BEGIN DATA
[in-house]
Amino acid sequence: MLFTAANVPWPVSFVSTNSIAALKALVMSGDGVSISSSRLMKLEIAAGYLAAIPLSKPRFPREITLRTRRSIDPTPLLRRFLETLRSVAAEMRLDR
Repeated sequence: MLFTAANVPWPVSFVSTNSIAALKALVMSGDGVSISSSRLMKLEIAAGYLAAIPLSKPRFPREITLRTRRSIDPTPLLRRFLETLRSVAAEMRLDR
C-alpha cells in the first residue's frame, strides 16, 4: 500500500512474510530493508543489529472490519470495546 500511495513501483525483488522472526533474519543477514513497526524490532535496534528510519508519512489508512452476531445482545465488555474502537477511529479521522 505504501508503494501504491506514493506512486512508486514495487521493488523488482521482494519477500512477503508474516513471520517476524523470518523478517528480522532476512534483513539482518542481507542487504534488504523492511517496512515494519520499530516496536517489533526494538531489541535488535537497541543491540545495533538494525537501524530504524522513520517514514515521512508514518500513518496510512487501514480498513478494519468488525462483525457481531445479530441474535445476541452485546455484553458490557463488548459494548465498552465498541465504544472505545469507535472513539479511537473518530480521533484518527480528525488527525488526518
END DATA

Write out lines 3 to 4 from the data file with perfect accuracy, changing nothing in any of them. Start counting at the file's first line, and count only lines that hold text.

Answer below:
Repeated sequence: MLFTAANVPWPVSFVSTNSIAALKALVMSGDGVSISSSRLMKLEIAAGYLAAIPLSKPRFPREITLRTRRSIDPTPLLRRFLETLRSVAAEMRLDR
C-alpha cells in the first residue's frame, strides 16, 4: 500500500512474510530493508543489529472490519470495546 500511495513501483525483488522472526533474519543477514513497526524490532535496534528510519508519512489508512452476531445482545465488555474502537477511529479521522 505504501508503494501504491506514493506512486512508486514495487521493488523488482521482494519477500512477503508474516513471520517476524523470518523478517528480522532476512534483513539482518542481507542487504534488504523492511517496512515494519520499530516496536517489533526494538531489541535488535537497541543491540545495533538494525537501524530504524522513520517514514515521512508514518500513518496510512487501514480498513478494519468488525462483525457481531445479530441474535445476541452485546455484553458490557463488548459494548465498552465498541465504544472505545469507535472513539479511537473518530480521533484518527480528525488527525488526518